"About half of my ideas for stories come from life experiences, and the other half come from reading, as I learn more about whatever has sparked my interest. In the Grand Canyon one year, we met some rafters from Canada who told us about a remote river they loved called the Nahanni. I found a book on it, and we soon found ourselves heading way up into northern Canada, hiring a bush pilot, and flying in to the Nahanni. A thirteen-day trip on our raft led to months of fascinating reading about the land and people of the Northwest Territories. The result was Far North, set on the Nahanni.

"Learning to write well is like learning to play a musical instrument or a sport. It takes practice and dedication. My big breakthrough was learning to write with the five senses. In the world of the story, both writer and reader are imagining what it's like to be someone else, so you want to let the reader hear, see, taste, touch, and smell what your characters are experiencing.

"When I'm starting a new story, it takes a lot of faith. I'm like a woodcarver staring at a block of wood. It helps me to remember how, in the story of Pinocchio, that block of wood turned into a real boy. If you just keep working, you'll reach a point when the story starts coming to life. That's what a writer lives for! From that point on, you're hearing conversations in your head, you're seeing things happen, and you're just writing it all down."

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Editorial Reviews

Children's Literature - Judy Silverman
Hobbs has created a marvelous, mystical world that is intimately connected to our own. Kokopelli's Flute has grave robbers, ancient seeds that sprout and bear fruit in our time, and a young boy whose fascination with ancient times leads him to a time-travelling shape changer. Mid-grade to junior high boys will be fascinated by Tepary and his parents and the mysterious Mr. K.
Children's Literature - Jan Lieberman
Will Hobbs has crafted a magical story set in New Mexico where pothunters are plundering the ruins of ancient cliff dwellings. Tepary Jones, 13, discovers the looters and succeeds in chasing them away temporarily. After they leave, he finds an ancient bone flute which is enchanted. After playing it, he changes shape. This is magic from the Distant time, when people and animals could trade places. Tep must summon all of his courage to control this magic and to unravel the mystery of Kokopell's flute. A wonderfully rich world in which the power of sun, rain, soil, seed and Native American traditions are brought together to weave a haunting spell ver the reader.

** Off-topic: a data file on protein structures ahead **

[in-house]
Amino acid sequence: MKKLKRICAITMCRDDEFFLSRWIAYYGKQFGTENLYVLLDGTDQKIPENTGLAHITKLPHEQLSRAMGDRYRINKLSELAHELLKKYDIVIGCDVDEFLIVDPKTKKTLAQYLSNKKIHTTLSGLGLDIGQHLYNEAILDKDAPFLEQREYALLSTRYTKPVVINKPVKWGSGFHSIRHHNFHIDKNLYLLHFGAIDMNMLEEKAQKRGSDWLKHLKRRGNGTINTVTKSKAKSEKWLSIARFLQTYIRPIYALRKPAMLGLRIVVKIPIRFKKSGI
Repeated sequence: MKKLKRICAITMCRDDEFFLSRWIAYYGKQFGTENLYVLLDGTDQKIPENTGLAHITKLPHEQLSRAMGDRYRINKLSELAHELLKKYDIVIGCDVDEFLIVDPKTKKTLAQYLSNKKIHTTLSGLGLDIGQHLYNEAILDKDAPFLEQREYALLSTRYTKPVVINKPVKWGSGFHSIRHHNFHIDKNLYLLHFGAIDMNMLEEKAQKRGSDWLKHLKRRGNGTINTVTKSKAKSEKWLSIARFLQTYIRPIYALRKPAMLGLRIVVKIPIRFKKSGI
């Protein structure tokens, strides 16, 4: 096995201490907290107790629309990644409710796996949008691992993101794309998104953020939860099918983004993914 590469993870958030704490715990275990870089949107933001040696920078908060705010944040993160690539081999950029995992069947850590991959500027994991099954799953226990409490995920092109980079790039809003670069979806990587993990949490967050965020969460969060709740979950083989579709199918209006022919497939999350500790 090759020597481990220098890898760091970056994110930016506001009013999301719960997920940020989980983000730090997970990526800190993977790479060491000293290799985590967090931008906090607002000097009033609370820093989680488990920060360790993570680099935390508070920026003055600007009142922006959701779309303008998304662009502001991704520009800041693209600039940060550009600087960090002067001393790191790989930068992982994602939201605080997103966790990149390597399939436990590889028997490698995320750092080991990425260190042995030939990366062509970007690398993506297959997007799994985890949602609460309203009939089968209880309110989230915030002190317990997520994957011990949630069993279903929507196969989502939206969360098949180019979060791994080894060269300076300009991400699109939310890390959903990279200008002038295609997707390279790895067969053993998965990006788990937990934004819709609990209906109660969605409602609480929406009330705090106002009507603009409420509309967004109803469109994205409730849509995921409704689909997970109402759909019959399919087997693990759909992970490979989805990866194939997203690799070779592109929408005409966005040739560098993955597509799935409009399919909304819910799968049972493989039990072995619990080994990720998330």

School Library Journal
Gr 5-8-This unique and compelling fantasy/adventure is set in northern New Mexico. The mood is created immediately as Tepary Jones, 13, sets out to view a total eclipse of the full moon from the ruins of a cliff dwelling near his family's farm, but the quiet mystery of the Ancient Ones is shattered by illegal pothunters. Tep finds an eagle-bone flute they leave behind, and his adventures become complicated by a magic older than the ruins. He finds himself changing into a bushy-tailed woodrat each night, which both hinders and helps him to find the pothunters; develop drought-resistant seeds with his father; and save his mother from the hantavirus, a disease thought to be contracted from rodent droppings. Both parents are scientists and have encouraged their son to enjoy and respect nature, and to help preserve the variety of life on earth as well as the beauties of the past. They are both fully developed individuals who capture and hold readers' interest. Even Dusty, the dog, has a rare personality. Hobbs vividly evokes the Four Corners region and blends fantasy with fact so smoothly that the resulting mix can be consumed without question. Subplots flow together naturally, and ancient stories and sensibilities become one with modern lives. Outstanding characters, plot, mood, and setting combine in this satisfying and memorable book.-Darcy Schild, Schwegler Elementary School, Lawrence, KS